I would think being stabbed in the eye might be a relatively quick (though by no means painless) way to die. Not that I've tried it out or anything. But I'm not sure I wouldn't prefer it to going up in flames, being buried alive, drowning, being eaten alive by wild animals, starving to death, or simply wasting away from some disease. See, this is why I need to stop watching TV. Every evening, a new and more painful way to go is explored on CSI or Law and Order. And I haven't even seen the Saw movies. But I'm sure they, too, could help with this question. And now you have a second insight into question number 6 - not only female, but a dependancy on television. Kit would hate that.

Yes, I can think of a few, in fact...suffication, particularly of the being- buried-alive variety, drowning, burning alive...I suppose these aren't the most ideal methods for those looking to commit homicide. It seems they would require a lot more prep time, but as the question stands I do believe these would be worse ways to be killed.

Thursday, November 29, 2007

Wednesday, November 28, 2007

The Onion Blurb now with Photo

Final 5

It is time for me to start being the guy who reminds you that there are only a few shows left. To be precise their are 5 more performances of Kit Marlowe.

I love this picture. It shows a cast willing to do anything to tell a story. And I mean anything. They persue their performances like wild animals. Working their way across their blood stained stage with ferocity and genuine emotion.

Shows Thursday, Friday and Saturday at 8pm and Saturday and Sunday matinees at 3pm. Get your tickets now. As with the final weekend of any show we expect there are a goodly number of you who will be showing up. I suggest making a reservation. Don't miss this show!

Tuesday, November 27, 2007

Get to Know Rachel Miller 2 (or is it 3)

Three time dramaturg and Rorschach post card model Rachel Miller and her answers to the 7 questions of Get to Know Me. I have lots of news this week due to this being the final weekend for Kit Marlowe, so look here in the mornings and the afternoons for Get to Know Me's and other Kit Marlowe and Rorschach news.

1. What is your position, role or roles in Kit Marlowe?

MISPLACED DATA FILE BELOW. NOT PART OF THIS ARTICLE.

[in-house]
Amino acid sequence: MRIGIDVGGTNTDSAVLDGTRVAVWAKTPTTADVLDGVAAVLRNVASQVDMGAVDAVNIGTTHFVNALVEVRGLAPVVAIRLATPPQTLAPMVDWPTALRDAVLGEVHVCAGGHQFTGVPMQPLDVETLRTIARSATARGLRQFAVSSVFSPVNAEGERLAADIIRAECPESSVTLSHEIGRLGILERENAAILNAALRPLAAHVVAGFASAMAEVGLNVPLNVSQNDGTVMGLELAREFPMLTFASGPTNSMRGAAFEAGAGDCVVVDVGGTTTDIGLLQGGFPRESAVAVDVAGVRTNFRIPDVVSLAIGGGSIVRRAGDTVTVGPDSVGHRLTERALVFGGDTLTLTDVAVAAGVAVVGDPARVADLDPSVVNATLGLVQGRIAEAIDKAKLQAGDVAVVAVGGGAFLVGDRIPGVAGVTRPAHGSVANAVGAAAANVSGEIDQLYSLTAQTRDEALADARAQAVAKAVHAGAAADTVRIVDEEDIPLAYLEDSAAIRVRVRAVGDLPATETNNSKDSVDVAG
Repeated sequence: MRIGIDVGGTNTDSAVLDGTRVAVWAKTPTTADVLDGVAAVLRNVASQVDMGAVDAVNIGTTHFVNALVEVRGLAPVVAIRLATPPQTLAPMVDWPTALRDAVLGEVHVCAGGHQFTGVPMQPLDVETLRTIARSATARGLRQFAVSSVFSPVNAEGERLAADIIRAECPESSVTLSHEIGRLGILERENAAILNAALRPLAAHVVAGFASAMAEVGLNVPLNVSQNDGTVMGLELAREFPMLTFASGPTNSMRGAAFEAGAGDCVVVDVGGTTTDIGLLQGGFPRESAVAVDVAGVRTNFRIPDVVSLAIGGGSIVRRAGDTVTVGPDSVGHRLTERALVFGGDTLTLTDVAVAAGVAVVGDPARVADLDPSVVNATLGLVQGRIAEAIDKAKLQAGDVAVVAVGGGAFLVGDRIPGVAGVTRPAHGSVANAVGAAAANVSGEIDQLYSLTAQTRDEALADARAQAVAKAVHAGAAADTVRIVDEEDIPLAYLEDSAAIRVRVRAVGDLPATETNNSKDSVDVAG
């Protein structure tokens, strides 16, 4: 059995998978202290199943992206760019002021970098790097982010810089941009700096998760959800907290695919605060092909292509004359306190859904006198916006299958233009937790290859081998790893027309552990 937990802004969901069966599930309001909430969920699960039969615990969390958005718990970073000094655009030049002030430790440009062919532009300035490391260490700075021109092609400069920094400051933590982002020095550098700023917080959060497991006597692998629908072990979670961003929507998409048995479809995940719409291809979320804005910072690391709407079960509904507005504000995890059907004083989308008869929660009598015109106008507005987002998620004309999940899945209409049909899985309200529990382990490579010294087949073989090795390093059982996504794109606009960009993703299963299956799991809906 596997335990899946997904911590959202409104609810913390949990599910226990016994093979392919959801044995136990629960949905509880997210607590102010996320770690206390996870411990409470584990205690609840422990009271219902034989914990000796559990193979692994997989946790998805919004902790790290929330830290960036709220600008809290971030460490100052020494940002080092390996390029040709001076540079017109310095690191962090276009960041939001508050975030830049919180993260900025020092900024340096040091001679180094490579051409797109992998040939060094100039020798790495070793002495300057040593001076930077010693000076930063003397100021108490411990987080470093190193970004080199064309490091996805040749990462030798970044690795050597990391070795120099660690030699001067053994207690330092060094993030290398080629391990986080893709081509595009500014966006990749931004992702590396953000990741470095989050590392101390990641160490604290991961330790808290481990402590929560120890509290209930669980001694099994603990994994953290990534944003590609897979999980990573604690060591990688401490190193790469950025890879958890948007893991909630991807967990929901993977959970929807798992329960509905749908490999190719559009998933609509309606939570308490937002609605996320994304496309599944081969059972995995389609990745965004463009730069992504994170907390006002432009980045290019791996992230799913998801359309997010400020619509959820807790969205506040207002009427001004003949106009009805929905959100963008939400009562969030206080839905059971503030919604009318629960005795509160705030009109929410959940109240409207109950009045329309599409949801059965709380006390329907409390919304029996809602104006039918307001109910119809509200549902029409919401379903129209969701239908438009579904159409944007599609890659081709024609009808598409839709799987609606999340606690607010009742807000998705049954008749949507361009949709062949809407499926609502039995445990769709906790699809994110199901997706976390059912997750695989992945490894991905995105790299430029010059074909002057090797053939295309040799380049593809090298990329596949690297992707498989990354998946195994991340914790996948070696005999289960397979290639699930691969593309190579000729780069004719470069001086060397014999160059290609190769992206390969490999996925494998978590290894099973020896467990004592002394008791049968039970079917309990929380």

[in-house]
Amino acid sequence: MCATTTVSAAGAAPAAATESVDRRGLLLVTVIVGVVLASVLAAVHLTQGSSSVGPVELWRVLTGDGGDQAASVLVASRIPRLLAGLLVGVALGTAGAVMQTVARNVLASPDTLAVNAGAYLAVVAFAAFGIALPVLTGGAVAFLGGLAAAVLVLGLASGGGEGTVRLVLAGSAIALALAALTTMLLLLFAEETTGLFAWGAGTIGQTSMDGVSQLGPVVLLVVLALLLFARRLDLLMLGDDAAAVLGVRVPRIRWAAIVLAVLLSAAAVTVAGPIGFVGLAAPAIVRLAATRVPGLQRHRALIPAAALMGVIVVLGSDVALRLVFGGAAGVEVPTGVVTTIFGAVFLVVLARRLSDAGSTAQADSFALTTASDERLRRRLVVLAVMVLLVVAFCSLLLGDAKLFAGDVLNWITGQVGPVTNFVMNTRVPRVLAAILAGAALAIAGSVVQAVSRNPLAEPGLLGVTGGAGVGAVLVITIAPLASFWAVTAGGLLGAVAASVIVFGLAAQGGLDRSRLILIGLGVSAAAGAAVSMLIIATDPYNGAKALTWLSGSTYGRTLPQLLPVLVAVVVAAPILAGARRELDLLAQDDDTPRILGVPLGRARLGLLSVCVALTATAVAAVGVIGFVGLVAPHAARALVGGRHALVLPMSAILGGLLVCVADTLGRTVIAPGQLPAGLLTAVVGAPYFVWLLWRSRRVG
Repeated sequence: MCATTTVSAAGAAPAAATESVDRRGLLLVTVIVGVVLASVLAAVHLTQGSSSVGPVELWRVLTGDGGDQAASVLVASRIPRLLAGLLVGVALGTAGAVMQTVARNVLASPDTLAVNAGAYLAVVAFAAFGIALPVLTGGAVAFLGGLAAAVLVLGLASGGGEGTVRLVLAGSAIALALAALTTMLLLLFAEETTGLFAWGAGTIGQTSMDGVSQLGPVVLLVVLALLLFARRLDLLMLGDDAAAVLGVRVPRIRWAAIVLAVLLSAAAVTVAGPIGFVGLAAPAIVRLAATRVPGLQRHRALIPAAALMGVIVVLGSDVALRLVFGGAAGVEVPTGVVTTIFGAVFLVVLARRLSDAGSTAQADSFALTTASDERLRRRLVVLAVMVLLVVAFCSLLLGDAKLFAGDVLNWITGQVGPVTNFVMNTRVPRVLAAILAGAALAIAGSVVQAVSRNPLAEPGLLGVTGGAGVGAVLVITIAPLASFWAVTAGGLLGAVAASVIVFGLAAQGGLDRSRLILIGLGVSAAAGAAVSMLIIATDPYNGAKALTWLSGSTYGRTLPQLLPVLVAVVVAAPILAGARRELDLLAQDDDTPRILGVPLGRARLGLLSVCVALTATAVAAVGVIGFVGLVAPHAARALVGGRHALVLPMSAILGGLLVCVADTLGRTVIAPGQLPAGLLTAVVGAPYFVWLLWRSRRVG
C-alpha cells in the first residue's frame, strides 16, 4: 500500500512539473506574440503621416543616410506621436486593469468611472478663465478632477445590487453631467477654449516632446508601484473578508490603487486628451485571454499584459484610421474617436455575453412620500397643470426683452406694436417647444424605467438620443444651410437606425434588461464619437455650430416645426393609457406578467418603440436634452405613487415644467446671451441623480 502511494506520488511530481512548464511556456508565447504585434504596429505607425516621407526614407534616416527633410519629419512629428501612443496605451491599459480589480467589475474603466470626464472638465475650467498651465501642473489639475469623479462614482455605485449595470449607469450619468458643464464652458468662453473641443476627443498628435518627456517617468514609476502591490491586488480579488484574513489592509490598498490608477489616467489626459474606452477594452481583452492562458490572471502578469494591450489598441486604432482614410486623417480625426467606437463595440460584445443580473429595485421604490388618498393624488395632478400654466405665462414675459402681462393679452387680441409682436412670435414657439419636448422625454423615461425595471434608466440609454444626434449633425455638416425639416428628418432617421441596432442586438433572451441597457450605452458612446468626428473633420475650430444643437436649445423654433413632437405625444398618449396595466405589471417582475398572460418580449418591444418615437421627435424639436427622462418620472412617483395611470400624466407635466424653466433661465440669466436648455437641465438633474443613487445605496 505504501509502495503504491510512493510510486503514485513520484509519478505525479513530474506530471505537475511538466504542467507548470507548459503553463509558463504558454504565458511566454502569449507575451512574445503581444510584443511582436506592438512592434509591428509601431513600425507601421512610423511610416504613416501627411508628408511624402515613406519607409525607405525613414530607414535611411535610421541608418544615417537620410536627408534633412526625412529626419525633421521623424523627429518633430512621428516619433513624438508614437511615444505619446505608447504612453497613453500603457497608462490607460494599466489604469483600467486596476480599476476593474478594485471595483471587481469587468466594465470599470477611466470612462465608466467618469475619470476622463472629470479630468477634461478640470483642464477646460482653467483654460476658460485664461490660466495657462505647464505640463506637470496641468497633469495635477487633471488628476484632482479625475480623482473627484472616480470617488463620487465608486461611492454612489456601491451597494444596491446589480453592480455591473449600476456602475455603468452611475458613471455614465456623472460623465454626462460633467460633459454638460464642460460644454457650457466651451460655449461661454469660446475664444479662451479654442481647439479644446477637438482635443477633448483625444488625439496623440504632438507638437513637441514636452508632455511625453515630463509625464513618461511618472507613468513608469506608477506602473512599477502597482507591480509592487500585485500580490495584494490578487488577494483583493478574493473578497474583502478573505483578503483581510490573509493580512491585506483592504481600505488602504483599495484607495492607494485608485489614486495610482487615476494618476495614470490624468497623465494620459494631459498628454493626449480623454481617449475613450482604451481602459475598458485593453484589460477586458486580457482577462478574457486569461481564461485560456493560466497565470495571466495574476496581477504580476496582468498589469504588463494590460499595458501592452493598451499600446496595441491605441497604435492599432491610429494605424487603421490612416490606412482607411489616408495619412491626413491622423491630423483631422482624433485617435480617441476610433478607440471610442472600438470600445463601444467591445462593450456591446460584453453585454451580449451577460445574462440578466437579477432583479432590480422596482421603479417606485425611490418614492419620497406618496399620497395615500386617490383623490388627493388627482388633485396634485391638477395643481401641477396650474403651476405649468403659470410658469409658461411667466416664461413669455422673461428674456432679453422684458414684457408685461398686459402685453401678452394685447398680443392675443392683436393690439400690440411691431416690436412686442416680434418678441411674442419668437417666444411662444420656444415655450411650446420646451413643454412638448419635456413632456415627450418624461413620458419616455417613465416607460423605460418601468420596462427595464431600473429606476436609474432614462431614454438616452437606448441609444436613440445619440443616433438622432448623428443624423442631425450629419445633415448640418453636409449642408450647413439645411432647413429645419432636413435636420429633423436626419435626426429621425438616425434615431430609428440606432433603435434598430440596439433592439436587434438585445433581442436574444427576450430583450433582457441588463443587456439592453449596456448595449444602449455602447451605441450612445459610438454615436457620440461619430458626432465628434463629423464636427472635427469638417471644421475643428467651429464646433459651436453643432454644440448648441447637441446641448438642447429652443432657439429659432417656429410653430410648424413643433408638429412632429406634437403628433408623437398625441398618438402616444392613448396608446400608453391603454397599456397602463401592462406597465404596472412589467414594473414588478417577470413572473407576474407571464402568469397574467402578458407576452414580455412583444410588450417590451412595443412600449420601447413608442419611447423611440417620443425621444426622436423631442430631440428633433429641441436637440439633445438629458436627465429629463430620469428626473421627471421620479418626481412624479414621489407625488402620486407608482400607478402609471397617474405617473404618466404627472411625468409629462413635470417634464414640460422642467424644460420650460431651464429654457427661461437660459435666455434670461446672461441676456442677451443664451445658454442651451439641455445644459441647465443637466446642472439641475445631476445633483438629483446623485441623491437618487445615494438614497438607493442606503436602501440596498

I am the L1 of “Team Dramaturgy”(The Dramaturg)

2. Is this your first go around at the Rorschach rodeo? If no what have you done for us before? If yes, what has surprised you the most about working for us?

No way is this my first time with Rorschach! I have previously contributed dramaturgically to fan-tabulously fun projects as The Arabian Night and Rough Magic.

3. If this play were a Beatle which one would it be and why?

This play is the Beatles– entertaining, captivating,with very moving and poetic depths.

4. What feature of Marlowe's London should Rorschach duplicate to really enhance the audience'sexperience?

I think we should have a real bear.

5. What was your best/worst haircut or body modification for a part in a play? For the designers what is the weirdest thing a director ever asked you to include in your design?

When I was in high school I got to play Jo in Little Women and I gladly cut my hair to a very nasty-short bob to play the part. I can’t say the modification itself looked really bad– but the pain that my scalp went through in order to attach the hair-piece I had to wear for the first half of the show (seriously, I had enough bobby pins in my hair to set off a whole team of metal detectors) was the type of torturous pain that only a truly devoted actor would subject herself to for the sake of a community theatre production.

6. If you could go out for a wild night on the town with Kit Marlowe, where would you go and what would you do?